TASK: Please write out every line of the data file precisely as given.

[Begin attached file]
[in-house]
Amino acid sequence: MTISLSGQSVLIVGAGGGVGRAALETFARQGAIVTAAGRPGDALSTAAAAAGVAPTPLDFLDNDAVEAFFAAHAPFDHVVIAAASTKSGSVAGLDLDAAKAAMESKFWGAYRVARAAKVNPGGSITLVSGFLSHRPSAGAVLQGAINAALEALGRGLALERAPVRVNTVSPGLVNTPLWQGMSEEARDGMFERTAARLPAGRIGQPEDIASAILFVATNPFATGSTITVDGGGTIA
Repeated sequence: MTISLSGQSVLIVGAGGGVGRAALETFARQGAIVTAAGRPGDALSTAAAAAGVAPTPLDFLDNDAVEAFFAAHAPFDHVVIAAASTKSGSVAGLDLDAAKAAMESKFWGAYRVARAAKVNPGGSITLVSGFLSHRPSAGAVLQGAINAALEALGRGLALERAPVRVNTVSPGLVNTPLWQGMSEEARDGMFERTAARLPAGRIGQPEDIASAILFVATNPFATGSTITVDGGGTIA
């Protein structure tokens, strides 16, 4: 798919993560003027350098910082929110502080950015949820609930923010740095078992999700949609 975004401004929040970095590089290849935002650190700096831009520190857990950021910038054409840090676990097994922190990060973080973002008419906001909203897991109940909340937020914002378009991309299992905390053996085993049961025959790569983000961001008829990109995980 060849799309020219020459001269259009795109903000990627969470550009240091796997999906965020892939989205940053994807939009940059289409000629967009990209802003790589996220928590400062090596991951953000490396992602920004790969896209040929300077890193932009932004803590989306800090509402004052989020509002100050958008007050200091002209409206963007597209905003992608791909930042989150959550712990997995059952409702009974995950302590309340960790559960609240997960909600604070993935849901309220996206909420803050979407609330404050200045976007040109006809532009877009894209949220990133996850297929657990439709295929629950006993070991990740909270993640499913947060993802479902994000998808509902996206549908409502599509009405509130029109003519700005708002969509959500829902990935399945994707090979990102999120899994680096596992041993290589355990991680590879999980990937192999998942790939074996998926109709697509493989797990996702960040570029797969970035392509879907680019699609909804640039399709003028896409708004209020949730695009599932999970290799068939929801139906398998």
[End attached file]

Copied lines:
[in-house]
Amino acid sequence: MTISLSGQSVLIVGAGGGVGRAALETFARQGAIVTAAGRPGDALSTAAAAAGVAPTPLDFLDNDAVEAFFAAHAPFDHVVIAAASTKSGSVAGLDLDAAKAAMESKFWGAYRVARAAKVNPGGSITLVSGFLSHRPSAGAVLQGAINAALEALGRGLALERAPVRVNTVSPGLVNTPLWQGMSEEARDGMFERTAARLPAGRIGQPEDIASAILFVATNPFATGSTITVDGGGTIA
Repeated sequence: MTISLSGQSVLIVGAGGGVGRAALETFARQGAIVTAAGRPGDALSTAAAAAGVAPTPLDFLDNDAVEAFFAAHAPFDHVVIAAASTKSGSVAGLDLDAAKAAMESKFWGAYRVARAAKVNPGGSITLVSGFLSHRPSAGAVLQGAINAALEALGRGLALERAPVRVNTVSPGLVNTPLWQGMSEEARDGMFERTAARLPAGRIGQPEDIASAILFVATNPFATGSTITVDGGGTIA
């Protein structure tokens, strides 16, 4: 798919993560003027350098910082929110502080950015949820609930923010740095078992999700949609 975004401004929040970095590089290849935002650190700096831009520190857990950021910038054409840090676990097994922190990060973080973002008419906001909203897991109940909340937020914002378009991309299992905390053996085993049961025959790569983000961001008829990109995980 060849799309020219020459001269259009795109903000990627969470550009240091796997999906965020892939989205940053994807939009940059289409000629967009990209802003790589996220928590400062090596991951953000490396992602920004790969896209040929300077890193932009932004803590989306800090509402004052989020509002100050958008007050200091002209409206963007597209905003992608791909930042989150959550712990997995059952409702009974995950302590309340960790559960609240997960909600604070993935849901309220996206909420803050979407609330404050200045976007040109006809532009877009894209949220990133996850297929657990439709295929629950006993070991990740909270993640499913947060993802479902994000998808509902996206549908409502599509009405509130029109003519700005708002969509959500829902990935399945994707090979990102999120899994680096596992041993290589355990991680590879999980990937192999998942790939074996998926109709697509493989797990996702960040570029797969970035392509879907680019699609909804640039399709003028896409708004209020949730695009599932999970290799068939929801139906398998």